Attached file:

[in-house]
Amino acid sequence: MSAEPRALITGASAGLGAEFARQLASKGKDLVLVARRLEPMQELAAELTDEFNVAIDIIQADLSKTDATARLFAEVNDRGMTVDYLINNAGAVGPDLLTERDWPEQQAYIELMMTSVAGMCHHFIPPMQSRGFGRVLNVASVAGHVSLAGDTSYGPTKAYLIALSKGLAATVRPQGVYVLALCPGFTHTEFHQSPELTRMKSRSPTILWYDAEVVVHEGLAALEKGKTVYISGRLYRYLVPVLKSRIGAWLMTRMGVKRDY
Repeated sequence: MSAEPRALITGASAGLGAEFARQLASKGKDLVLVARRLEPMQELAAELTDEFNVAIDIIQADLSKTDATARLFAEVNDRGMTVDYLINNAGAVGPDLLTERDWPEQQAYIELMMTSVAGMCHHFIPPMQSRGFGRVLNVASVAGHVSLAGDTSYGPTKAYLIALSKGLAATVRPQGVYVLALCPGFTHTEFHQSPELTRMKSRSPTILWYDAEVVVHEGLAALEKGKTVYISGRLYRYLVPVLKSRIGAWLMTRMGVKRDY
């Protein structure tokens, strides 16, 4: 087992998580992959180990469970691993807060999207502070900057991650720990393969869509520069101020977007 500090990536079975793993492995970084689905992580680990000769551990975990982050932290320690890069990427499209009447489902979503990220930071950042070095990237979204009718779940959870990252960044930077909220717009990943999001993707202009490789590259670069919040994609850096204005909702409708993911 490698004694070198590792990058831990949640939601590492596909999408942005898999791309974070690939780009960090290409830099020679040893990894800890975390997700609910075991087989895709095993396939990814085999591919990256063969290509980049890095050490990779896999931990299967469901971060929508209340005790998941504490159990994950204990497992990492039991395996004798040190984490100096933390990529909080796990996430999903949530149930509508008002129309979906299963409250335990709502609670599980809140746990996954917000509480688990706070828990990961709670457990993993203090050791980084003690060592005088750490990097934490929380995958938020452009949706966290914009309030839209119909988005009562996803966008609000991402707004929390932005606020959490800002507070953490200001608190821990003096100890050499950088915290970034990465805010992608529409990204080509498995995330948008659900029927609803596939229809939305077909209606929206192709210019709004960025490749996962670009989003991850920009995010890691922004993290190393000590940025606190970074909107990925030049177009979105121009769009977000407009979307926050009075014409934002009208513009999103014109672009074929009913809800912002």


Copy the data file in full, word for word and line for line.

[in-house]
Amino acid sequence: MSAEPRALITGASAGLGAEFARQLASKGKDLVLVARRLEPMQELAAELTDEFNVAIDIIQADLSKTDATARLFAEVNDRGMTVDYLINNAGAVGPDLLTERDWPEQQAYIELMMTSVAGMCHHFIPPMQSRGFGRVLNVASVAGHVSLAGDTSYGPTKAYLIALSKGLAATVRPQGVYVLALCPGFTHTEFHQSPELTRMKSRSPTILWYDAEVVVHEGLAALEKGKTVYISGRLYRYLVPVLKSRIGAWLMTRMGVKRDY
Repeated sequence: MSAEPRALITGASAGLGAEFARQLASKGKDLVLVARRLEPMQELAAELTDEFNVAIDIIQADLSKTDATARLFAEVNDRGMTVDYLINNAGAVGPDLLTERDWPEQQAYIELMMTSVAGMCHHFIPPMQSRGFGRVLNVASVAGHVSLAGDTSYGPTKAYLIALSKGLAATVRPQGVYVLALCPGFTHTEFHQSPELTRMKSRSPTILWYDAEVVVHEGLAALEKGKTVYISGRLYRYLVPVLKSRIGAWLMTRMGVKRDY
């Protein structure tokens, strides 16, 4: 087992998580992959180990469970691993807060999207502070900057991650720990393969869509520069101020977007 500090990536079975793993492995970084689905992580680990000769551990975990982050932290320690890069990427499209009447489902979503990220930071950042070095990237979204009718779940959870990252960044930077909220717009990943999001993707202009490789590259670069919040994609850096204005909702409708993911 490698004694070198590792990058831990949640939601590492596909999408942005898999791309974070690939780009960090290409830099020679040893990894800890975390997700609910075991087989895709095993396939990814085999591919990256063969290509980049890095050490990779896999931990299967469901971060929508209340005790998941504490159990994950204990497992990492039991395996004798040190984490100096933390990529909080796990996430999903949530149930509508008002129309979906299963409250335990709502609670599980809140746990996954917000509480688990706070828990990961709670457990993993203090050791980084003690060592005088750490990097934490929380995958938020452009949706966290914009309030839209119909988005009562996803966008609000991402707004929390932005606020959490800002507070953490200001608190821990003096100890050499950088915290970034990465805010992608529409990204080509498995995330948008659900029927609803596939229809939305077909209606929206192709210019709004960025490749996962670009989003991850920009995010890691922004993290190393000590940025606190970074909107990925030049177009979105121009769009977000407009979307926050009075014409934002009208513009999103014109672009074929009913809800912002």